Comparison of the developmental and reproductive toxicity of diethylstilbestrol administered to rats in utero, lactationally, preweaning, or postweaning
2002 Study Abstract
The objective of the study was to determine which period of exposure produces the most marked effects on the reproductive capacity and sexual development of the rat, with particular emphasis on the relative sensitivity of in utero and postnatal exposures.
The endocrine active chemical, diethylstilbestrol (DES) was used as an agent known to affect many of the endpoints examined. Hitherto, such comparisons have been made between studies, rather than within a study. Our data will be helpful in the interpretation of future multigenerational assay data.
In preliminary studies, DES was shown to be active in the immature rat uterotrophic assay with a lowest detected dose of 0.05 mg DES/kg body weight by sc injection and 10 mg DES/l (1.6 mg DES/kg body weight) by administration in drinking water. A dose of 60 microg DES/l drinking water ( approximately 6.5mg DES/kg body weight/day) was selected for the main study since this represented the midpoint of the drinking water uterotrophic dose response and produced no overt maternal toxicity. The study used 10 groups of concomitantly pregnant animals, including 2 control groups. The first comparison was between the effects of exposure to DES in utero, and exposure from conception to weaning. Another group of animals was exposed to DES in utero and cross-fostered to untreated pregnant females to prevent lactational transfer of DES to pups. Two groups were exposed to DES neonatally, either from birth to postnatal day (PND) 10 (pups thus having only lactational exposure), or from birth until weaning (PND 21; pups thus having both lactational exposure and self-exposure via drinking water). In addition, a dose response study to DES was conducted on animals exposed from weaning to PND 100, when the first phase of the study was terminated. Pups exposed to DES in utero and pups exposed from weaning to PND 100 were bred to assess fertility of the F1 animals and the sexual development of F2 offspring. This last comparison was to determine the extent to which weanling rats could be used in endocrine toxicity studies to assess their potential to show activity in utero. The most sensitive period of exposure for inducing developmental effects in F1 animals was from weaning onwards. The neonatal to weaning period (PND 1-21) was the next most sensitive. Essentially no effects were induced in F1 animals exposed in utero. No effects of any kind were observed in animals only exposed over the early neonatal period of PND 1-10. The mean day of vaginal opening, testes descent, and prepuce separation was only altered in groups where postnatal exposure to DES continued beyond PND 10, or was started at weaning. No changes were observed in anogenital distance or caudal sperm counts. Some changes in organ weights were observed, but the interpretation of these was often confused by concomitant changes in body weight. In general, histopathological examination of tissues yielded no additional information. In breeding studies with animals exposed to DES in utero, or from weaning, reduced litter sizes and marginal advances in the day of vaginal opening were observed in the offspring, together with changes in organ weights. However, no unique sensitivity was noted for exposure in utero. Evaluation of the several exposure periods and the many markers monitored in this study may have individual strengths in individual cases, but when rigorously compared using the reference estrogen DES, many preconceptions regarding their absolute or relative value were not upheld. Further, each of these markers is subject to natural variability, as demonstrated by comparisons made among the 5 separate control groups available in parts of the present study. This variability increases the chance that small changes observed in endocrine toxicity studies employing small group sizes and a single control group, or no concomitant control group, may be artifactual. The most marked effects observed in this study were on the developmental landmarks in the F1 animals induced by exposures after PND 10. Some effects on developmental landmarks and organ weights were observed in F2 animals following exposure either in utero or postweaning.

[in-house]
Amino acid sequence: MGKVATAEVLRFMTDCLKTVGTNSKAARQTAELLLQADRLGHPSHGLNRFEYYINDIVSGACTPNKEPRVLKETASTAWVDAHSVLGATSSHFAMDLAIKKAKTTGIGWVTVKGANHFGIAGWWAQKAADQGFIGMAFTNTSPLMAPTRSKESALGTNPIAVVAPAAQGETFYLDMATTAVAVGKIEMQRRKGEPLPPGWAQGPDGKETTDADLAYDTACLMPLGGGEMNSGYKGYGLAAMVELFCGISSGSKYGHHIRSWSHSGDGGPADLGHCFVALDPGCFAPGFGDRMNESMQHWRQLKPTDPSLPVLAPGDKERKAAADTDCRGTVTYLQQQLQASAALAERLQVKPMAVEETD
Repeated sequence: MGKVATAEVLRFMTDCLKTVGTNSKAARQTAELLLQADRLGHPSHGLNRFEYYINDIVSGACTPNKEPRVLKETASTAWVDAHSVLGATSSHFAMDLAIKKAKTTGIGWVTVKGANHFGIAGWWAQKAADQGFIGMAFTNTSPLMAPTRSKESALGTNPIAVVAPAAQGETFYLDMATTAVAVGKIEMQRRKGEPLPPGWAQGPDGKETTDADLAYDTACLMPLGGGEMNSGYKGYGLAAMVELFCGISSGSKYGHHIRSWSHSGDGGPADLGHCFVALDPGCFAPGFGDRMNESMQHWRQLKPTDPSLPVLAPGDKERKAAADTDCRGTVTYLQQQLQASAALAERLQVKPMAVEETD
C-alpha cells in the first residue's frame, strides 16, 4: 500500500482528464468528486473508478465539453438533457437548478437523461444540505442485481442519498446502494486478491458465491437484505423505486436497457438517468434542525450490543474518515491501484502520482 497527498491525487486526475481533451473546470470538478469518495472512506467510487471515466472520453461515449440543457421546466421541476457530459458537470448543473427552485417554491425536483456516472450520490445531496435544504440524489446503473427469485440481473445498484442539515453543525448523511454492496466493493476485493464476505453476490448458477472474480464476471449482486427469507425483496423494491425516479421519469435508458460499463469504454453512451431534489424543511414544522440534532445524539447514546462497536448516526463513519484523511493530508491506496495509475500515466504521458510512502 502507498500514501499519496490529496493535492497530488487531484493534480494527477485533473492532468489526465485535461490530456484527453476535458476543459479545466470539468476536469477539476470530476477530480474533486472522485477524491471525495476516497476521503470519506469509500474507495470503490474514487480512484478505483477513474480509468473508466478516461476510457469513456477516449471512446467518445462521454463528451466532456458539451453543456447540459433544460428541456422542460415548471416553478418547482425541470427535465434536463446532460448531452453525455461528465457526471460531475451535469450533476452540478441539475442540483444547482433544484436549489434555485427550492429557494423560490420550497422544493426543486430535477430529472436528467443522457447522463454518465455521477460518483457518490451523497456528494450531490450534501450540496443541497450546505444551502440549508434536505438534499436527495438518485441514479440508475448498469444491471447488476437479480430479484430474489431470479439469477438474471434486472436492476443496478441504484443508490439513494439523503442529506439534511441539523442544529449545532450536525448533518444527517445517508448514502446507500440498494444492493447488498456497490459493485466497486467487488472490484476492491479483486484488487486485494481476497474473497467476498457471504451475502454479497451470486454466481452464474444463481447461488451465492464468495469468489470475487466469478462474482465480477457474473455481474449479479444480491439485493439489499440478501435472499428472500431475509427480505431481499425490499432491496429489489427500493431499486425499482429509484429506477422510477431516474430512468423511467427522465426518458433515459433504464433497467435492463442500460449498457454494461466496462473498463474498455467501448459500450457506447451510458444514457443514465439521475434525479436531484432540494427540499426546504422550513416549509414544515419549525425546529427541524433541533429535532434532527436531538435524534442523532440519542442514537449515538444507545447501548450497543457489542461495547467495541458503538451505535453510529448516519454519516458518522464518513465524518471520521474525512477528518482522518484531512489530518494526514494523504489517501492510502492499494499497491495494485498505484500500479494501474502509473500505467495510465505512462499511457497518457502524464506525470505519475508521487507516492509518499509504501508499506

This study therefore does not establish a unique role for exposures in utero or during the early neonatal period.
- Comparison of the developmental and reproductive toxicity of diethylstilbestrol administered to rats in utero, lactationally, preweaning, or postweaning, Toxicological sciences : an official journal of the Society of Toxicology, NCBI PubMed PMID: 12075118, 2002 Jul.
- Featured image NASA.
DES DIETHYLSTILBESTROL RESOURCES